Following the release of the Financial Services Inquiry report on 20 October 2015, a number of key recommendations were announced as what is viewed as the largest overhaul of the financial system in nearly 20 years. But what does it mean and how will impact you? Brad Eppingstall (Partner) and Evan Tsipas (Principal) look at the key recommendations from the report.
In 2015 all of the major banks have announced some form of capital raising in an effort to bolster capital ratios in response to APRA increasing risk weights on mortgage loans. The aim is to boost the bank’s financial strength. While this may reduce solvency risk, there is a price.
Evan Tsipas, principal, RSM, said, “The cost of making the financial system resilient is borne by shareholders. Credit growth (lending growth) may be more subdued in the future as the Australian household sector is both highly leveraged and ageing. When banks raise capital by issuing additional shares because their hand is forced by APRA, future profits are divided into an increasing number of shares. If profits are not growing at a faster rate than shares are being issued, earnings per share may fall, putting downward pressure on the share prices of the banks.
“Unfortunately for bank shareholders, we may see some further capital raisings in 2016, especially if we see a slowdown in the economy, which could see a rise in loan provisions.
The government will be looking to legislate efficiency and transparency in the superannuation system.
Evan Tsipas said, “It is not entirely clear what this will involve and it sounds a little contradictory. Why? Typically additional legislation and regulation can impose new costs on superannuation funds and ultimately the public. If implemented well, increasing transparency may drive more competitive behaviour amongst superannuation providers and improve member choice and lower fees. Over the longer term, this may have ramifications for the profitability of retail and industry superannuation fund providers, and more consolidation may be the outcome.”
“Measures to increase member engagement may be counterproductive but we should keep an open mind that some good initiatives are being developed. Projecting retirement income for members seems to be one suggested measure. One suspects a push to increase the use of annuity products is underway and is hinted at in the report.”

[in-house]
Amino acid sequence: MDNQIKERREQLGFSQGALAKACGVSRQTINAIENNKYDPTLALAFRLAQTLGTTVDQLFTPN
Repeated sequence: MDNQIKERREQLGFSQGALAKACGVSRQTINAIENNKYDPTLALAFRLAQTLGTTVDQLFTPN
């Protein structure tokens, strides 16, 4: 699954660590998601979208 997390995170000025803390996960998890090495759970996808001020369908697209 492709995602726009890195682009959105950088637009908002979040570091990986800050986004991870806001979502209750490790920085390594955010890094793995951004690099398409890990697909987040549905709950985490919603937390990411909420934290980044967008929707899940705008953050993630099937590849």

Greater investment product choice is usually of net benefit to consumers who are trying to “manage longevity risk and other risks” to quote the report. That said, mandating members to invest in one product such as a fixed income annuity over another product would be a mistake.
Evan Tsipas said, “Hopefully the government continues to allow members to control their own destiny when it comes to investment choice. The use of annuities should be more available to Australians who are typically overexposed to shares, but members should always have the last say on their money. Annuity providers may be excited by these reforms.”
The government has not agreed with the inquiry's recommendation to prohibit limited recourse borrowing arrangements (LRBAs) by superannuation funds.
Brad Eppingstall, Partner, said, “The government has said it is interested in gathering further data and has asked the Council on Financial Regulators and the ATO to report back in three years.
“The confirmation by the government that LRBA’s will not be prohibited provides certainty for at least the next three years that superannuation funds can borrow for asset purchases. Borrowing for asset purchases, particularly property, lets SMSFs acquire assets that were otherwise out of reach and potentially lets SMEs own their business premises in their SMSF and lease back to the business.”
The report shows the government is committed to reducing excessive card fees, encourage crowd funding and new finance business models. The report is also suggesting a move to make it easier for companies to issue ‘simple’ corporate bonds.
Evan Tsipas said, “RSM supports this initiative as the Australian corporate bond market could be expanded. Investors should welcome this move to boost choice in the fixed income area. Mum-and-dad retirees looking for income securities, especially self-managed super fund investors, have historically relied on term deposits, floating rate notes and high (fully franked) dividend paying shares. A gap certainly exists in fixed coupon corporate bonds.”
The report outlines a number of other reforms in areas the government is in agreement with the Financial System Enquiry, including aligning financial advice with consumer’s needs, especially in the personal insurance area, giving power to ASIC to intervene and modify financial products and a range of other measures.super, and perhaps over time, we may see lower financial product fees, especially in superannuation.”
Evan Tsipas said, “As always the intentions for reform are good but proper implementation is key. For investors, banks are still in APRA’s sights, new bond and annuity products may be on their way, you can still borrow in super, and perhaps over time, we may see lower financial product fees, especially in superannuation.”